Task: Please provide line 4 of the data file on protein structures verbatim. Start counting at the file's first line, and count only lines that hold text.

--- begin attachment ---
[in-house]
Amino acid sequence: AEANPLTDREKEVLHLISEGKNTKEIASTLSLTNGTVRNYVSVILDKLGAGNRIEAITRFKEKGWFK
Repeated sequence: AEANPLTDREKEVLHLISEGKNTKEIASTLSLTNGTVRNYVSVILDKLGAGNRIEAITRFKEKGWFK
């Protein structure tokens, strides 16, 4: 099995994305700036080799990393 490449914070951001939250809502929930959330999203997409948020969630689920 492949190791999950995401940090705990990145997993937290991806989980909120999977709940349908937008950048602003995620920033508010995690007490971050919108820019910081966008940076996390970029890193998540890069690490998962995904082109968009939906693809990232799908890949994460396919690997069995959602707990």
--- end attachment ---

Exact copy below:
């Protein structure tokens, strides 16, 4: 099995994305700036080799990393 490449914070951001939250809502929930959330999203997409948020969630689920 492949190791999950995401940090705990990145997993937290991806989980909120999977709940349908937008950048602003995620920033508010995690007490971050919108820019910081966008940076996390970029890193998540890069690490998962995904082109968009939906693809990232799908890949994460396919690997069995959602707990």